Combining liver, kidney and gut-on-chip to predict human pharmacokinetics in vitro

Drug disposition On-a-Chip: a multi-organ-on-chip model tailored to mimic pharmacokinetics in vitro

Each year, tens of thousands of compounds are studied by the pharmaceutical industry. Lack of efficacy and safety are the most common reason for drug failure during development (>90% in expensive clinical phase studies). Drug disposition is tested by studying drugs’ pharmacokinetics (PK; the fate of a compound in the body), which can be very different between laboratory animals and human beings.

The US Food and Drug Administration Agency and The National Centre for the 3Rs (reduction, refinement and replacement of animal studies; NC3Rs UK) estimated that yearly 0.2-1.5 million animals are used by the pharmaceutical industry for PK-testing. Currently available and applied cell-line based models also have limitations in predicting human drug absorption, distribution, metabolism and excretion properties (comprising PK), underscoring the necessity for improved preclinical models. In the last decade, two exciting developments occurred in the in vitro field: (1) The 3D-culture of mini-organs from human cells that physiologically mimic human organs, and (2) the organ-on-chip technology, being a cell source subjected to a very small fluid stream within a 3D-fabricated structure representing the human body fluid dynamics.

Here, the proposition is to use these developments to design and construct a system that connects different organ model systems, thereby mimicking medication uptake, chemistry and removal. After entering the body from the gastro-intestinal tract, the drug compound is distributed throughout the body, either unchanged or modified in the liver and excreted from the body via the liver through the bile duct and/or the kidneys into urine. These processes will be replicated in our state-of-the-art model system, comprising four organ-chips. The Drug Disposition-on-a-Chip is a potential game-changer that can both replace animal experiments and can greatly advance drug development. The close collaboration with industrial partners will ensure rapid implementation and open up new economic perspectives.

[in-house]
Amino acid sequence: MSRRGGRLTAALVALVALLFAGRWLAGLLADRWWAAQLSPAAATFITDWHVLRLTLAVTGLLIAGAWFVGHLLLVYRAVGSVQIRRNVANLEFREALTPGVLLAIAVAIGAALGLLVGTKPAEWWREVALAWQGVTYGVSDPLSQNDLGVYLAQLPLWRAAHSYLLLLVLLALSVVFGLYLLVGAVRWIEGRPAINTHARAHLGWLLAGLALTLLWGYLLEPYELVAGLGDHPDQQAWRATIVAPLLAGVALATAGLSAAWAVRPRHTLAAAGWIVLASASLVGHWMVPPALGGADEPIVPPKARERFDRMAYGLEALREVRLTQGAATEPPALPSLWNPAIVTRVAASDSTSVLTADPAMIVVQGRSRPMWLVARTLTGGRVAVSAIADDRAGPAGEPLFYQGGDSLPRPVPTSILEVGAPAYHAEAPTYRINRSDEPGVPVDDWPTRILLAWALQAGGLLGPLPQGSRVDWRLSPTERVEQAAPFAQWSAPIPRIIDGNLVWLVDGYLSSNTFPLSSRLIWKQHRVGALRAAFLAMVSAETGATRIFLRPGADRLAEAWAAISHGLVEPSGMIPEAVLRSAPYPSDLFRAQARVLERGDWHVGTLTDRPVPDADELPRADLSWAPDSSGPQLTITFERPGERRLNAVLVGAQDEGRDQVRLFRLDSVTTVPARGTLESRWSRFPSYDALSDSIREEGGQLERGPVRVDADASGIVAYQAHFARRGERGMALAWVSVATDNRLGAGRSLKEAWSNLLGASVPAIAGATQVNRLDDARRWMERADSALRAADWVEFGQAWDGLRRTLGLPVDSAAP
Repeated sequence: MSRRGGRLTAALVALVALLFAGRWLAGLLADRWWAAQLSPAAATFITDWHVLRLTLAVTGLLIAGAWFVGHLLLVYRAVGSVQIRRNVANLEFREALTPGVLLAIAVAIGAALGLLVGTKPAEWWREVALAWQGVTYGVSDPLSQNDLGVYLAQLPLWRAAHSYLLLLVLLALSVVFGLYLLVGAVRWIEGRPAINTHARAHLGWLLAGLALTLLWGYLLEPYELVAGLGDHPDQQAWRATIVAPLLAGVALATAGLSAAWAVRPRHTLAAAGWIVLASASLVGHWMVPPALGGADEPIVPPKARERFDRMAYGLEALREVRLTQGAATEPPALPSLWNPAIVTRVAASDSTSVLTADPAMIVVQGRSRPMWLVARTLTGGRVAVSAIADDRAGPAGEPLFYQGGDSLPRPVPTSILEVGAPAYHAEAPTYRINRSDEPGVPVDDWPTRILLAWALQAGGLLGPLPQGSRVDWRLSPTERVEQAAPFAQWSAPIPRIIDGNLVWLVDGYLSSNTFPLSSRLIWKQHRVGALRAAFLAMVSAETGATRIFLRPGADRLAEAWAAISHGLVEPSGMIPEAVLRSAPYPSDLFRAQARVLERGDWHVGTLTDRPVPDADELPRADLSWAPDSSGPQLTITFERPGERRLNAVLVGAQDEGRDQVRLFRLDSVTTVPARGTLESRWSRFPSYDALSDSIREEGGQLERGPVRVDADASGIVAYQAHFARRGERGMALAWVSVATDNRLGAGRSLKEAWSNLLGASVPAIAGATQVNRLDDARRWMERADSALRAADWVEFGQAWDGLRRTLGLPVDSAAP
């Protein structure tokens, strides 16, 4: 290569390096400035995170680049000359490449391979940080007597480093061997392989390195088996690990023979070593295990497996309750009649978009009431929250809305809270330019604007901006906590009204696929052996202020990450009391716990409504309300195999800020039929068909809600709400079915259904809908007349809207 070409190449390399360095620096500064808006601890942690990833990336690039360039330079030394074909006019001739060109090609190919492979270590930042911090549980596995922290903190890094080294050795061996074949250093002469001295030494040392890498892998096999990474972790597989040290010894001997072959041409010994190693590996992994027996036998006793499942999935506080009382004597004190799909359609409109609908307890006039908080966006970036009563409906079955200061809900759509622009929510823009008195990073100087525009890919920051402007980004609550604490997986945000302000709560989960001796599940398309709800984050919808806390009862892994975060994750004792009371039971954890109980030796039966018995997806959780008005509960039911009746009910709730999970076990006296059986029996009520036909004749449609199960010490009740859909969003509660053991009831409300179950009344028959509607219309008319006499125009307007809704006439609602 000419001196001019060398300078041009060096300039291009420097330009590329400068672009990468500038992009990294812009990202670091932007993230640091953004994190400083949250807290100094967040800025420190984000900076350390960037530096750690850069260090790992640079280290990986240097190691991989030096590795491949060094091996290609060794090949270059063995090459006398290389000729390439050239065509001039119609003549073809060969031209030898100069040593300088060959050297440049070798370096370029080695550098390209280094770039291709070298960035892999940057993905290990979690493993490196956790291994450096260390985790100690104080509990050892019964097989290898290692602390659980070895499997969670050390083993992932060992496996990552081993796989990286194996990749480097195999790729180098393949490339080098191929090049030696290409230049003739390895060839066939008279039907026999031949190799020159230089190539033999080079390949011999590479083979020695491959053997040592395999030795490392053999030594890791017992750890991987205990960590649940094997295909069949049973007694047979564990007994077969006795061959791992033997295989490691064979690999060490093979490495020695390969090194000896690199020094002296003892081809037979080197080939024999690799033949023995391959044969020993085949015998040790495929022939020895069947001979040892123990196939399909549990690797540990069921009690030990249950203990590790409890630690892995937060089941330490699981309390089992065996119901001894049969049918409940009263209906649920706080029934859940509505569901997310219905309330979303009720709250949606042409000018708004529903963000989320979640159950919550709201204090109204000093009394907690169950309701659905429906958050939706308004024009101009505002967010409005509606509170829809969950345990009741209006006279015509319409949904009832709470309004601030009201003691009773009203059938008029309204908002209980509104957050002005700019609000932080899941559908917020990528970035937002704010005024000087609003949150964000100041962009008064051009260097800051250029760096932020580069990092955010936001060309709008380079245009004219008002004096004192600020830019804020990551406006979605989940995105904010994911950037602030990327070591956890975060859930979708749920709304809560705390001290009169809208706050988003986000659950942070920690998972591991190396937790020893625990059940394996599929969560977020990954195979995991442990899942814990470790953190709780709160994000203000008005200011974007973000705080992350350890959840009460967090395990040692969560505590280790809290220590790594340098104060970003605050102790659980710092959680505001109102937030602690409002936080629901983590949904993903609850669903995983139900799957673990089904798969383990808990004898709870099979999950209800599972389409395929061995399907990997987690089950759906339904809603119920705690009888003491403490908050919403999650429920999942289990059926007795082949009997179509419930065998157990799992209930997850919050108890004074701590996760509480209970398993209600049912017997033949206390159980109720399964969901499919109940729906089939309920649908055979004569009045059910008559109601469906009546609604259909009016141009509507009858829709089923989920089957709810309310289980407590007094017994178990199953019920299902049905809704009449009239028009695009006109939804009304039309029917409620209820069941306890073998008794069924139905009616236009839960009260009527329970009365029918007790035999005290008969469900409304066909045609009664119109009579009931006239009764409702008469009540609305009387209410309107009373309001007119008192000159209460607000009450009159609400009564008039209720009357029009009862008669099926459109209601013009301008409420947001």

An innovative ‘Drug Disposition-On-a-Chip’ will be established by physiologically linking three organs associated with pharmacokinetics, standardised by a system that allows for automatic cell culturing and imaging, and sampling for drug concentration analysis. The models’ performance will be tested and validated with drugs for which species-specific pharmacokinetics is known.
Technology Readiness Level (TRL)
3 - 6
Time period
48 months